Lower right hand quadrant. Here we locate scholars who are liberal internationalist by ideology but whose methodology is descriptivist. This is where much of the intellectual ferment in American international law scholarship is taking place among the younger generation – scholars who are able to engage in the discussion of IR theory, game theory, rational choice, empirical and statistical studies, but who wind up favoring liberal internationalism rather than Goldsmith and Posner’s sovereignty position. Sometimes – certainly not in all writings – one might put in this category Slaughter, Hathaway, Lavinbuk, Raustiala, Guzman, etc.

[Still another clever graphical insert]

Does this tell us anything? Well, maybe it didn’t need all this graphical machinery to do so, but at a minimum it tells us that you cannot read off ideology from method or vice-versa. And that much of the most interesting work is being done today with liberal internationalist commitments but rationalist methodology, Goldsmith and Posner notwithstanding. Which is to say, these scholars argue in effect that if Goldsmith and Posner had captured rationalism in a more sophisticated fashion that better models the real world, their results would have been quite different from what their book argues.

It also bears noting that this two axis representation likely leaves many non-US scholars wondering where, or if, they fit in this representation at all. The reason is that in order to address what, for many of them, is their scholarly method – positive law analysis or doctrinal analysis – we need to add the third axis that I have here left aside, the axis that takes into account endogenous versus exogenous explanation in international law.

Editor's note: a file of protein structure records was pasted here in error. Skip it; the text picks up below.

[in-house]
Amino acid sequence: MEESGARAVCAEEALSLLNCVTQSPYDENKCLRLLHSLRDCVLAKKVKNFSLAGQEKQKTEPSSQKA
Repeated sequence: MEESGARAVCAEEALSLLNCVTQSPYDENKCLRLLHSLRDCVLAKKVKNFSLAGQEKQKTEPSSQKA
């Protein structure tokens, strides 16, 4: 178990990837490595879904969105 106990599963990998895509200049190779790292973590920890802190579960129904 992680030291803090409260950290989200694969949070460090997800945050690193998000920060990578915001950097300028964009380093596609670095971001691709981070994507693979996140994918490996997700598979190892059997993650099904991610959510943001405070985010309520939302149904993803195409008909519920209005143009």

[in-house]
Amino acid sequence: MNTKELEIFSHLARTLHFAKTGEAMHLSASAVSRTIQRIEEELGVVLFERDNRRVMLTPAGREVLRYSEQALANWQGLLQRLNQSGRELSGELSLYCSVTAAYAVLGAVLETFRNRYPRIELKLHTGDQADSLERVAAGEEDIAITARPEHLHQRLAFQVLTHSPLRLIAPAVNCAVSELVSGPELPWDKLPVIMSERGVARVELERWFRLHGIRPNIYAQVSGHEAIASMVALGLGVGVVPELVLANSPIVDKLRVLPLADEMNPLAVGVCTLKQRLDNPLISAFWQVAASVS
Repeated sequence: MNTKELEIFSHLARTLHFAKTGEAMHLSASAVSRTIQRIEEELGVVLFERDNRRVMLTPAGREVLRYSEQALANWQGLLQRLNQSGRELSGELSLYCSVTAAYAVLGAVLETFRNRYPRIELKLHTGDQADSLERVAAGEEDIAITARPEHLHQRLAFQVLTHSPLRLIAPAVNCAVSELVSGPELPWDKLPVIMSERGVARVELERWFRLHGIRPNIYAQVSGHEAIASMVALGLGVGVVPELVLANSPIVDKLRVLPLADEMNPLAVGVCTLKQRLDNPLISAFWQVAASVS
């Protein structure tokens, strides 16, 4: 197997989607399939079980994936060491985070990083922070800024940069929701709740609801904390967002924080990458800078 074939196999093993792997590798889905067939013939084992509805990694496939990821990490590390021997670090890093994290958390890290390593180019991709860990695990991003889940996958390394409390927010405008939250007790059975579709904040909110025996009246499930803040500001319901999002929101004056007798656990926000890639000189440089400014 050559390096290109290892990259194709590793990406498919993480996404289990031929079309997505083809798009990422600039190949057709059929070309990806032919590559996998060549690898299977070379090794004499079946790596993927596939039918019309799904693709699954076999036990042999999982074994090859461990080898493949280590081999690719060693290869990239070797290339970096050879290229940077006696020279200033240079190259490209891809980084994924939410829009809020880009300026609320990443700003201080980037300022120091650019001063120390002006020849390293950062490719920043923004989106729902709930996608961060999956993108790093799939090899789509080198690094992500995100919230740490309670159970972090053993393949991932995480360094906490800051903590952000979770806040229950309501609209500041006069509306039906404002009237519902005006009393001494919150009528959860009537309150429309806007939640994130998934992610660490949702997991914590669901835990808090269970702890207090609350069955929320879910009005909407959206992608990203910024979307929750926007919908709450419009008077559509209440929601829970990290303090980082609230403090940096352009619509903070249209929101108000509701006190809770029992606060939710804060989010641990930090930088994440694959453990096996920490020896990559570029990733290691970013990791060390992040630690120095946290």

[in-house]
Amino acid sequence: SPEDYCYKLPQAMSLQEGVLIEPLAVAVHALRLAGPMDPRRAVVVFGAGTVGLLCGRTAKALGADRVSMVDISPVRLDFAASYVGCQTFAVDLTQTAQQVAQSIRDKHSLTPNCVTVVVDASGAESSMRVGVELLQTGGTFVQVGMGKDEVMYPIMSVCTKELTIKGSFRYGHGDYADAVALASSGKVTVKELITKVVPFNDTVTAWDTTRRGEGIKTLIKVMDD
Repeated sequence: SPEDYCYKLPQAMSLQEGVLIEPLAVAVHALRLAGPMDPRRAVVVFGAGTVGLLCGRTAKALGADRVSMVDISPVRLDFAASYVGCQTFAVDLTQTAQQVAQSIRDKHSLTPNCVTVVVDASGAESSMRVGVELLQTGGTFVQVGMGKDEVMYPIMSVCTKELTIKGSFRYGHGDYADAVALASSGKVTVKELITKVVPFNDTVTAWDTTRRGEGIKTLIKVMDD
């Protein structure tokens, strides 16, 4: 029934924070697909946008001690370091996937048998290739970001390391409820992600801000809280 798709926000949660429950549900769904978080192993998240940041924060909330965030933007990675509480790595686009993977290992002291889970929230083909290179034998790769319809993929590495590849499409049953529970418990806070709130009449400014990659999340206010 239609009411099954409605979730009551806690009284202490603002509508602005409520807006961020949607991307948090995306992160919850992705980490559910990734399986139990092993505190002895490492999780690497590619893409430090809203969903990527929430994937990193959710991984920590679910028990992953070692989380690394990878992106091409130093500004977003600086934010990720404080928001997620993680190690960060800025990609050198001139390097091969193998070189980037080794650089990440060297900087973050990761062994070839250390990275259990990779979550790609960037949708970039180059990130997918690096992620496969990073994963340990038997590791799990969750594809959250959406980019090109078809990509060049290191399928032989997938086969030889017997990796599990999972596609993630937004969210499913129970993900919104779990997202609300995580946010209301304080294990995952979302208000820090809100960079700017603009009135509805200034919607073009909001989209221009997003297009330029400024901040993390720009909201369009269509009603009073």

Independent and dependent variables. This brings us back more formally to a problem raised earlier in connection with Goldsmith and Posner. The separation of issues onto axes, mapping of the intersections between them, does not, by itself, address the question of dependence and independence. A theory of international law, , might assert such a relationship, either one of correspondence or of causation - as Goldsmith and Posner’s does – as a consequence of the internal workings of the theory. But it might not. Hathaway and Lavinbuk, in their review of Goldsmith and Posner, call for a recognition that method and ideology are independent variables. But of course for any particular theory of international law, they might not be – they might stand, on the contrary, in a precise relationship of dependence.

The point is, Hathaway and Lavinbuk are correct to say, there is no necessary relationship of dependence or independence; it depends entirely on the internal claims of any particular theory. And again, I would suggest that some of the argumentation that takes place today within academic international law occurs because of prior assumptions about necessary relationships of dependence or independence of method and ideology, which might be true of any particular theory – or might not. The clear separation of what is at stake makes it easier (maybe) to test whether a theory of international law asserts dependence or independence, and with respect to what.